May 8 Dakar - With the increasing threat of health emergencies crossing borders, six African countries are building their capacity to respond rapidly and effectively to acute emergencies. Together with the World Health Organization (WHO) and other international partners, the Senegal Ministry of Health and Social Action is hosting a regional simulation exercise, which will include Cote d’Ivoire, Gambia, Liberia, Nigeria, Senegal and Zambia from 8-9 May 2018.
The exercise will simulate a real-life acute emergency where a novel and deadly respiratory virus will land in Senegal with the potential to spread to other countries, triggering the activation of the Public Health Emergency Operations Centres and the implementation of response plans and procedures.
“With an acute health emergency occurring on average every three days in Africa, it is crucial that countries are ready to jump into action,” said Dr Ibrahima Socé Fall, WHO’s Regional Emergencies Director for Africa. “This first simulation exercise involving multiple Emergency Operations Centres (EOCs) in the region is testing the countries readiness to activate EOCs effectively to control outbreaks before they spiral out of control and claim many lives.”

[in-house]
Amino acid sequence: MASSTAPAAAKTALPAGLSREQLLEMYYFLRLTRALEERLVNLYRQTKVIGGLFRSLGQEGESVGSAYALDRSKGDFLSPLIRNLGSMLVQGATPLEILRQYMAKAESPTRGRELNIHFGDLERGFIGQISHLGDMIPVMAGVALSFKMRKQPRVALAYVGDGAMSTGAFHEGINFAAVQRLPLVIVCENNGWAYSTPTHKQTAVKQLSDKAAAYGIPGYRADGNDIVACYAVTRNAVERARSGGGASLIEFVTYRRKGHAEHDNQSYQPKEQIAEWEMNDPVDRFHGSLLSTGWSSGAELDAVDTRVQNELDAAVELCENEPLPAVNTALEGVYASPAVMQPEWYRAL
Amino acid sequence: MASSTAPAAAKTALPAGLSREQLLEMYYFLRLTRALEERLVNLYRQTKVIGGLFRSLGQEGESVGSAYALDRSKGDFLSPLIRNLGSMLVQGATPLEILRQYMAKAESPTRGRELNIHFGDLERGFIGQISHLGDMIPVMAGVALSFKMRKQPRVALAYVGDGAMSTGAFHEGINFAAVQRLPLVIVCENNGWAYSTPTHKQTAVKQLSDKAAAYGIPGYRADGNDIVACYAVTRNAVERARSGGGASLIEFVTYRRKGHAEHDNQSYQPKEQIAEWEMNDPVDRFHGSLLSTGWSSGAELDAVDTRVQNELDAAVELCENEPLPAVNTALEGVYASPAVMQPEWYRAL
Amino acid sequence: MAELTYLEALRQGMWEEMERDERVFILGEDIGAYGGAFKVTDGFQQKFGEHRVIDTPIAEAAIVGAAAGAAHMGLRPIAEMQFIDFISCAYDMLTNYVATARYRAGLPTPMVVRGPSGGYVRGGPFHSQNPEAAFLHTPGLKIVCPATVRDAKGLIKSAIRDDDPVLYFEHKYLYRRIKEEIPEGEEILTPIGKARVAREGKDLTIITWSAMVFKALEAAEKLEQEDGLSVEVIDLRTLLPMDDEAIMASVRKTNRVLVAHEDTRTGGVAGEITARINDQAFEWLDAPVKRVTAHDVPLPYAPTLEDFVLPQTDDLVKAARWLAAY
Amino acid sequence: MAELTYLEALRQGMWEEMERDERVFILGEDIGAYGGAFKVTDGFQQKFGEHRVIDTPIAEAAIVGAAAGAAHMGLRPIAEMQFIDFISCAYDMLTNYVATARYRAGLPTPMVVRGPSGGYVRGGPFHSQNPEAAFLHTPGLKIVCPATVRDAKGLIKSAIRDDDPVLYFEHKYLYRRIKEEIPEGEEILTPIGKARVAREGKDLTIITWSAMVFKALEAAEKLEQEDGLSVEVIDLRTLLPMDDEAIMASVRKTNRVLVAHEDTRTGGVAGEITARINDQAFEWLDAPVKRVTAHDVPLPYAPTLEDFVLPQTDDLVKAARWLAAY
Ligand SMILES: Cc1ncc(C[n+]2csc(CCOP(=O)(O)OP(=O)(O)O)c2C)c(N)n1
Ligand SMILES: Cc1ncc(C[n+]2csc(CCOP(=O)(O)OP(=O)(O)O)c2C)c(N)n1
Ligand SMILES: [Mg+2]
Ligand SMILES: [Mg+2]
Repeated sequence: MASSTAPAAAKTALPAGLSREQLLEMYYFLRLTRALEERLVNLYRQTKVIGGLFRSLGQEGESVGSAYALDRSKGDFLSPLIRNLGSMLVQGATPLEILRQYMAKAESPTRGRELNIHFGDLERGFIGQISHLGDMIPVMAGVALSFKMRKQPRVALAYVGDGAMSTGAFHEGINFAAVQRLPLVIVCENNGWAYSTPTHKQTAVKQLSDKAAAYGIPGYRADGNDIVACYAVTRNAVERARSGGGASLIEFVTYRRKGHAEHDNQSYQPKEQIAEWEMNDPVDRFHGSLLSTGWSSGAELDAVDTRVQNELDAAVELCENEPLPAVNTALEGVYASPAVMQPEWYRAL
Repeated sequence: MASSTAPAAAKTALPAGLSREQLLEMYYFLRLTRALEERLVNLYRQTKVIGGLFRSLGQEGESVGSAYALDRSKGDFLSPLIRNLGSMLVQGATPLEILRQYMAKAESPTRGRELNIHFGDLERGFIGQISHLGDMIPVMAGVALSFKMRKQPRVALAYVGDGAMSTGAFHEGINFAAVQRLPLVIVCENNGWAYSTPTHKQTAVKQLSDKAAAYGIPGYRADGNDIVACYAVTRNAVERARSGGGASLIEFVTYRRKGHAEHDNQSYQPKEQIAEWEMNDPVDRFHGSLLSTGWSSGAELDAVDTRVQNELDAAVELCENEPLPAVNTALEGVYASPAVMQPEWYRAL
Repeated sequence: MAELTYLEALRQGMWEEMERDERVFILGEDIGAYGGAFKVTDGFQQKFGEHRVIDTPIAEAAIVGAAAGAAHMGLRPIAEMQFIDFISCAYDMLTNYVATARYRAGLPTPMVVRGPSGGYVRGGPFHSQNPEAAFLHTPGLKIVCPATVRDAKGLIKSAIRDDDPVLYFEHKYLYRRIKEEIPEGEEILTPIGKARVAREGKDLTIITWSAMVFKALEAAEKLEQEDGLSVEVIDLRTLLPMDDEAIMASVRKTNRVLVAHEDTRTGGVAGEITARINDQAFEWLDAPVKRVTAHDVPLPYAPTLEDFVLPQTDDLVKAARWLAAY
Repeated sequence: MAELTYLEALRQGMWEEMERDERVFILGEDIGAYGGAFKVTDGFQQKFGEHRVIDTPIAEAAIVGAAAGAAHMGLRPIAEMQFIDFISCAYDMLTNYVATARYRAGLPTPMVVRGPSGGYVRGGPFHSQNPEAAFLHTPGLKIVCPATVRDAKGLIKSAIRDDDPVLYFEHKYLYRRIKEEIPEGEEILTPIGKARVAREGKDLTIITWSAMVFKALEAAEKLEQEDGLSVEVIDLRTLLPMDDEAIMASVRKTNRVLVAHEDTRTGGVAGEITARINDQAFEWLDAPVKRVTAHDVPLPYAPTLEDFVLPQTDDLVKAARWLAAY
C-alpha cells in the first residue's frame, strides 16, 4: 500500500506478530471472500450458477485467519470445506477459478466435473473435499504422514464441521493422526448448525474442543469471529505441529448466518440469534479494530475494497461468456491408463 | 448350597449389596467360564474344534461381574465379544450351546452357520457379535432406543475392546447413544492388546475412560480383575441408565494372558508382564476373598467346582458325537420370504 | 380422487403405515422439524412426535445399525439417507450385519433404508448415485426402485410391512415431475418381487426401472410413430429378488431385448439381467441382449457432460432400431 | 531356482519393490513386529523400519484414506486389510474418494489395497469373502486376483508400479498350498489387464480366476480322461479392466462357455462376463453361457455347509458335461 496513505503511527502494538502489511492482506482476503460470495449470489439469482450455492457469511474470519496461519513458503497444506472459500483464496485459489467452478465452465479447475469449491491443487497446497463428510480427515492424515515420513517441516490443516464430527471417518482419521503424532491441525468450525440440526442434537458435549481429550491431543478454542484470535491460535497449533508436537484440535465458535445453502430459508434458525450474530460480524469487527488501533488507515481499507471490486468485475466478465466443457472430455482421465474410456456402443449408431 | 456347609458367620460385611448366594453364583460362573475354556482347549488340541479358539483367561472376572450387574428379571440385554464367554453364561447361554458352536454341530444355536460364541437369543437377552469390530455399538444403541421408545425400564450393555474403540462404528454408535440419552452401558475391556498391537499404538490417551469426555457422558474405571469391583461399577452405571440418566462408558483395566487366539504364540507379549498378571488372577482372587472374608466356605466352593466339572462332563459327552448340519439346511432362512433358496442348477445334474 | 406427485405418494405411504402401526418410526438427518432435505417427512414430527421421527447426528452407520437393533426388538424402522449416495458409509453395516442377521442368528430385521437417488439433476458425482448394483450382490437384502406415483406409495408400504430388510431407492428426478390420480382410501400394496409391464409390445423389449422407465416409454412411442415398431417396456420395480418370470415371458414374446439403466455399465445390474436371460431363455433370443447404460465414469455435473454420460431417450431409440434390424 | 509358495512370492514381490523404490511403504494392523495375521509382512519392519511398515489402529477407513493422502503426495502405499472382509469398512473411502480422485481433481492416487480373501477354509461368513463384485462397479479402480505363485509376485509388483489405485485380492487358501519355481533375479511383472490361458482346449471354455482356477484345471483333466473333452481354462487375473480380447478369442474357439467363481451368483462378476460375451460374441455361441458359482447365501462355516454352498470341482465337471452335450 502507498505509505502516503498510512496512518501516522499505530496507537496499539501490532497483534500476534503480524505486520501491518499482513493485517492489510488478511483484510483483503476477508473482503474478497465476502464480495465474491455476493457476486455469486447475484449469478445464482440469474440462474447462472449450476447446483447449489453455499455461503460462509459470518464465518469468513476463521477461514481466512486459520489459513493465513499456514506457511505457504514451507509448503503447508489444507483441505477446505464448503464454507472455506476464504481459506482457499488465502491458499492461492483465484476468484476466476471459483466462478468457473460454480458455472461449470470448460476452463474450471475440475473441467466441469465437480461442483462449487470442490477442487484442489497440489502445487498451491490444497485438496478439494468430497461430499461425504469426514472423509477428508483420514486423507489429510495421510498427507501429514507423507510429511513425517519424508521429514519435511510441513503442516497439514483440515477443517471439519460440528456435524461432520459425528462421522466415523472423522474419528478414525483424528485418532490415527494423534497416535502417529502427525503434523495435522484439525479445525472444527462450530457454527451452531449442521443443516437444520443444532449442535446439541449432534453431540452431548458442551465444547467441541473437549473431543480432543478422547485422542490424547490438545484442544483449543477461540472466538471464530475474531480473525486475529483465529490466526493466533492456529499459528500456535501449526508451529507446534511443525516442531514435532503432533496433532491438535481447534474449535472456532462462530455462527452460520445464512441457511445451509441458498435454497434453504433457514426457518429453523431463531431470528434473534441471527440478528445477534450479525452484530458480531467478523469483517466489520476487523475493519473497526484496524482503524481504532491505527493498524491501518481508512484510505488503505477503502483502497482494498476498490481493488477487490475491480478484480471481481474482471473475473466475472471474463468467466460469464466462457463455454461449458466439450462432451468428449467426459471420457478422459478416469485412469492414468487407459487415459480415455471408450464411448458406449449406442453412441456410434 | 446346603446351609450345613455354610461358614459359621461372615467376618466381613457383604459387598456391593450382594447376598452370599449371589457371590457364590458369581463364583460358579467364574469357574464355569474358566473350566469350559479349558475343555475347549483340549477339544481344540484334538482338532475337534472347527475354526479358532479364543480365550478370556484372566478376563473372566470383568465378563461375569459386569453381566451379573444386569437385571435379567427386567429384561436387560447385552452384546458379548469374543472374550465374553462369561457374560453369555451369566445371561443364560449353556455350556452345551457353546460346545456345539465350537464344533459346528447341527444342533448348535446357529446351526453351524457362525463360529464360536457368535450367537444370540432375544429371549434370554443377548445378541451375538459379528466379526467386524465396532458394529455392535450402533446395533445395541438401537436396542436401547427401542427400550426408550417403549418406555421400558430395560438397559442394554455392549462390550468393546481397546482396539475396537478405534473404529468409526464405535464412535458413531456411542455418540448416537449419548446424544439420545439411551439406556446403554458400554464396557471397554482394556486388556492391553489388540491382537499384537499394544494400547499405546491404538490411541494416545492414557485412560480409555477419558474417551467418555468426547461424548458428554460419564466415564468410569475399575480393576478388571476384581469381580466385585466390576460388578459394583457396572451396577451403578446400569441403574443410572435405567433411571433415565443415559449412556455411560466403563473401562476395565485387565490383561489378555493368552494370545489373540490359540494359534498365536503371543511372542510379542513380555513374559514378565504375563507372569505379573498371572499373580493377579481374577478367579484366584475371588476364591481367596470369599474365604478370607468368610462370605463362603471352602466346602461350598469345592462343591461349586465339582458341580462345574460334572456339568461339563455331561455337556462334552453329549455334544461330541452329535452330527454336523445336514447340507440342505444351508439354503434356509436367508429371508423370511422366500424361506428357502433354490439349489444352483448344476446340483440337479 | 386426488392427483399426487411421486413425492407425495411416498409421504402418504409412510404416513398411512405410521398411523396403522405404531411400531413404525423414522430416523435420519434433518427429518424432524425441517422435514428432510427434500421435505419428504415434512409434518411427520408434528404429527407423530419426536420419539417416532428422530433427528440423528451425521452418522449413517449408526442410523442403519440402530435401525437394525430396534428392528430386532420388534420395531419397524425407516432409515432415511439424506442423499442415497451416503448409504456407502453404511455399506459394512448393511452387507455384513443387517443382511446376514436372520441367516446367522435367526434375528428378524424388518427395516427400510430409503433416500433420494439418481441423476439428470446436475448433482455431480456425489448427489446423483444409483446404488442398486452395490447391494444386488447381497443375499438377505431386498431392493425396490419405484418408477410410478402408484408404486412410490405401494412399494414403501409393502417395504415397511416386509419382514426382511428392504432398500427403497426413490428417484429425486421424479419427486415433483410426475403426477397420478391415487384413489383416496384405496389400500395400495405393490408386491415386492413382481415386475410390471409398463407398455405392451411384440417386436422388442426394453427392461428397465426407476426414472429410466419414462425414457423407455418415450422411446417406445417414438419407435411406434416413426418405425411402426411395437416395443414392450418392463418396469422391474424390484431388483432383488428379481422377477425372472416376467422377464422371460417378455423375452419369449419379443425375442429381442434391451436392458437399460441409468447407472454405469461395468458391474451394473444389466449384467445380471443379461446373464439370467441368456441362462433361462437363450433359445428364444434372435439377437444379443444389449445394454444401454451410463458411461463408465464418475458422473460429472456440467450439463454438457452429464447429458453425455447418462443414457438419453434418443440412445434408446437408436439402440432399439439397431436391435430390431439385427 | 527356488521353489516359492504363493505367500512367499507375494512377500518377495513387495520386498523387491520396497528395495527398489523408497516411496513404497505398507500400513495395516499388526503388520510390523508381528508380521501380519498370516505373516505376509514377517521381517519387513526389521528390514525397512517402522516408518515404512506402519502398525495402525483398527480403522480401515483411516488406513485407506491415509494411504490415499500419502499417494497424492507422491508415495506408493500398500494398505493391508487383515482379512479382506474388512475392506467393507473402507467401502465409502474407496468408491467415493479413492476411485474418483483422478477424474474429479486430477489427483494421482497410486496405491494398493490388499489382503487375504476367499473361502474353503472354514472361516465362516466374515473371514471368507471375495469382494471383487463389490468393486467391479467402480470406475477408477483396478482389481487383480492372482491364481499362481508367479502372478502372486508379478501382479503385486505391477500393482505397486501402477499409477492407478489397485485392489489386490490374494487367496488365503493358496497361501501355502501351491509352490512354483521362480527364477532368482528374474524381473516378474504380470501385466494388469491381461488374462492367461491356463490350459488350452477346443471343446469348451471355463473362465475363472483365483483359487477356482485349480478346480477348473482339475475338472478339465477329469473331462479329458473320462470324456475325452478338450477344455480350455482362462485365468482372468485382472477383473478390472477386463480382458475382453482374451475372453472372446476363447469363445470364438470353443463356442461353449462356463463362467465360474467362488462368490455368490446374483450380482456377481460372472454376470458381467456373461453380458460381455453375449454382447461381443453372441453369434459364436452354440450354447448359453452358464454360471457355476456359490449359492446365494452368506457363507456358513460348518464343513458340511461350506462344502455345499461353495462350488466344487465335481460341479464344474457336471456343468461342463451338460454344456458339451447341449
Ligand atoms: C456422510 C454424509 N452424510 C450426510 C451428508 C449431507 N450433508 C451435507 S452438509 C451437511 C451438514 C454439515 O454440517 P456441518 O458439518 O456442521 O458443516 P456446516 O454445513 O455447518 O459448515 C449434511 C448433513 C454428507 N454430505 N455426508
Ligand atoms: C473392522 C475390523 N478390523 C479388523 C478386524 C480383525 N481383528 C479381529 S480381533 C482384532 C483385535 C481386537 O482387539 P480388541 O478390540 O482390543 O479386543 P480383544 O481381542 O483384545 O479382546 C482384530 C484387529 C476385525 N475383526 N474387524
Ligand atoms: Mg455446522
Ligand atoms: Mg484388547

The exercise aims to test the EOC’s procedures during a health emergency, familiarize key health actors with important technologies in communication and their capacity to coordinate and collaborate under difficult circumstances and define and document links between the national emergency management authorities and other key sectors. In addition, communication and sharing of information among EOCs in the region will be tested.
The simulation involves people from the six Health Emergency Operations Centres and other government partners such as the Civil Protection Departments, as well as WHO, the Africa Centres for Disease Control and Prevention (Africa CDC), the United States Centers for Disease Control and Prevention (US CDC), Public Health England (PHE) and non-governmental organizations.
“We hope to identify areas of strength to be built upon and opportunities for improvement,” said Dr Fall.
The EOCs play a critical role in preparedness and response to outbreaks and other acute health emergencies, but the concept of them taking the lead is still relatively new and many key actors have limited knowledge of the value of the EOCs and their operations. The centres often face a shortage of trained personnel and lack adequate resources.
WHO is working with countries to beef up their readiness for health emergencies and has set a target of having 80% of member states to have functional health EOCs by 2020.